The views and opinions expressed herein are those of the author and do not necessarily reflect the views of AllHipHop.com
Last week the world was all abuzz over the Papal Conclave. The Pope remains a significant public figure and is highly influential not just because there are an estimated 1.2 Billion Catholics. (That’s approximately 1 out of every 6 people in the world). And while a Pope’s conservative stance on reproductive rights and contraception are a hindrance to stopping the spread of AIDS in Africa at the end of the day that power doesn’t affect most of us with first world problems.
While religious faith plays a larger role in the lives of the truly devout, young people today are less religious than ever. There is a God Vacuum in the popular culture like never before. I can watch TV for hours without one honest representation of a person of faith. And no the buffoonery of Tyler Perry’s broadly stroked stereotypes don’t count. (Unless you people of faith want us to think of you that way). People might mention God in passing but depictions of them actually worshiping are rare. You are more likely to see a church as backdrop for a violent shootout between a rogue cop and a mob boss than to see someone taking communion. Mosques and Jewish Temples are almost never seen on TV. As an Atheist I really have no problem with this on a personal level. But that’s not what this is about.
My advice for the Pope or any pastor, imam or rabbi looking for a youth outreach strategy is simply this… embrace hip-hop. Hip-hop has been written, created, and performed by people of all faiths. One of the most legendary groups in rap history consists of three Jewish kids from the suburbs (RIP MCA). Lupe Fiasco the popular Chicago firebrand is undeniably a part of the legacy of Black Muslim truth-tellers that have been exposing racial injustice since the 50’s.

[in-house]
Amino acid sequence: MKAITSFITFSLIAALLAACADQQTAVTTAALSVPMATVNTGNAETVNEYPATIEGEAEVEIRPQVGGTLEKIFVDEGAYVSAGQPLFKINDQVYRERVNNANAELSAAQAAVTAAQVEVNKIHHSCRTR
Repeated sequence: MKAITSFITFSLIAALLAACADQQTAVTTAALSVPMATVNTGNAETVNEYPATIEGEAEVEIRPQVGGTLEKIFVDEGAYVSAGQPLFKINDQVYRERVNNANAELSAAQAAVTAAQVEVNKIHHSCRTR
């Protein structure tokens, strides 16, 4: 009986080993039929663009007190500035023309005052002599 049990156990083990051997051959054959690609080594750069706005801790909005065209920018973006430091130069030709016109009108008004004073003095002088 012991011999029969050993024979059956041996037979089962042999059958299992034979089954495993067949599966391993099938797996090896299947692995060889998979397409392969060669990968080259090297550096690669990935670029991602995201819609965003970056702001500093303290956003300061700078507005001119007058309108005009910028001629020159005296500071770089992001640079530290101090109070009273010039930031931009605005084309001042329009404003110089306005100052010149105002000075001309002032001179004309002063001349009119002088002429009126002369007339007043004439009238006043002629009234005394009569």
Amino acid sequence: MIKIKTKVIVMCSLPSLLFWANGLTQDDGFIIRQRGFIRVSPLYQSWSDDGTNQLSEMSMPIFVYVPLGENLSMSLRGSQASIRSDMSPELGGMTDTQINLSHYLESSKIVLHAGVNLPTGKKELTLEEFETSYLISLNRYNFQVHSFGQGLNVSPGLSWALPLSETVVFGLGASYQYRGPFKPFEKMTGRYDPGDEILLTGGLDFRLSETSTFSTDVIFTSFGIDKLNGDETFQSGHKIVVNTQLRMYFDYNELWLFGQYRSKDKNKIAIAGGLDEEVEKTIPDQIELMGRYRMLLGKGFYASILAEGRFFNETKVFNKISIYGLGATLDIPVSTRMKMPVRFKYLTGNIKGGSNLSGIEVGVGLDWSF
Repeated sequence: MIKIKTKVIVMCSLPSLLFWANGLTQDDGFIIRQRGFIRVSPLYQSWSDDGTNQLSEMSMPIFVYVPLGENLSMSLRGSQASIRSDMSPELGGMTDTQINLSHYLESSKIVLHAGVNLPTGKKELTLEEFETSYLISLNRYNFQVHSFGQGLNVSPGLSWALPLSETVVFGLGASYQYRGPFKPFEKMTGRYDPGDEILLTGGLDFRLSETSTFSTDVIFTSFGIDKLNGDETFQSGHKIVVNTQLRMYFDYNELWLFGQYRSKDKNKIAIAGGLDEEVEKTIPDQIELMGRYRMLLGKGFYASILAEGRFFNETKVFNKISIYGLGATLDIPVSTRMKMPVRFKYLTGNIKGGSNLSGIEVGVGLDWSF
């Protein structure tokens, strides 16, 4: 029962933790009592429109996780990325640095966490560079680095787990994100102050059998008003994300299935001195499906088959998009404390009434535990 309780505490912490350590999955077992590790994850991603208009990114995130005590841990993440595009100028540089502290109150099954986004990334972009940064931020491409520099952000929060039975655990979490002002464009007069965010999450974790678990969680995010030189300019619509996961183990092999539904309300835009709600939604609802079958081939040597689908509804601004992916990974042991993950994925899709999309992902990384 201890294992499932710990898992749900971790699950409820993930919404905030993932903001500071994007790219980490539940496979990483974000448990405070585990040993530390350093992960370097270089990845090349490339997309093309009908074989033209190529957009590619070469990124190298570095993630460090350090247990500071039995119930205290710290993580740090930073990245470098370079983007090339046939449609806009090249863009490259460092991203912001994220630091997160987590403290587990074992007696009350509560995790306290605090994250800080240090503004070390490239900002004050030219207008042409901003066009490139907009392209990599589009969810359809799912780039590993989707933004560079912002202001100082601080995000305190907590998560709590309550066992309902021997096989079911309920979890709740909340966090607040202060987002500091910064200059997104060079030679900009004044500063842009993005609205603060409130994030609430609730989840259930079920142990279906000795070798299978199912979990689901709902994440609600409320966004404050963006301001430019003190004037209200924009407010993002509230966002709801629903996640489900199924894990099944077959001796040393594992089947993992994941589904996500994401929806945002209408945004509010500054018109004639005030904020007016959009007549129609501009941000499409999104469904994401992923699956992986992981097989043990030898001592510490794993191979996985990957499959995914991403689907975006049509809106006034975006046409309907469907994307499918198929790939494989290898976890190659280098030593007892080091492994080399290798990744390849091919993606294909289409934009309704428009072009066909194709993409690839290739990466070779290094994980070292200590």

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Everything young people hate about religion can be mollified with the help of some good spokesmen. Like those churches where people can wear jeans, hip-hop has a shockingly low cost of entry these days. These rappers are effortlessly adept at connecting with today’s youth in a way even the coolest Sunday School teacher could only dream of. So when a rapper raps about Ciroc or Club Liv in Miami, or as I’ve mentioned in previous posts, Molly and Bugattis these things become part of the pop culture lexicon.
I’m not advocating gospel rap by any means. Gospel rap can be cool I guess but for most us hip-hop heads it’s corny. It’s a sub-genre for a niche market of those that already strongly identify themselves with their religion. But some of the most spiritual moments in hip-hop come from those who have been labeled “gangsta rappers”. Scarface’s Five Mic Album The Fix was infused with a spirituality that moved even the most ardent agnostics (which I was at the time). It didn’t feel forced, it didn’t feel like it had an agenda and although he has self-identified as a Muslim a lot of the songs felt like good old fashioned church.
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There’s a touch of the subversive in hip-hop after all the best music is rebel music. One of my favorite tracks is CNN’s “T.O.N.Y” with Nore’s famously defiant line “Fuck you and you’re weak religion”. It was bold, edgy and full of the renegade energy of youth. Today we have Tyler the Creator who’s shock raps and antics have made him the personification of all that is strange about being a black youth in America. But the majority of rappers are the unlikely champions of religious dogma. Kendrick Lamar’s good kid, m.a.a.d. city reminds at least twice a week that Jesus died for my sins.
It’s almost cliché for rappers to thank God after they win awards for their sex and drug anthems. Rappers will talk about God and debasing women in the same verse. Some call it hypocrisy others say it’s an accurate reflection of the duality of man. I use it as just one of the many examples of how morality isn’t dictated, informed or very much influenced at all by religious affiliation. Last summer Meek Mill’s street anthem “Amen” featuring Drake was a massive hit. It also mocked and exploited Christian themes by espousing values counter to the conservative core of the black church. One pastor took umbrage with that and had a heated debate with Meek Mill on the radio. I kind of saw the pastor’s point even though the church doesn’t have a trademark on the word “Amen” I personally didn’t have a problem with the song but then again I’m the atheist here. I wonder if that pastor picked up Big Sean’s mixtape Detroit. The song “Mula” has a very interesting hook that I think would make him appreciate Meek Mill’s Amen a little more.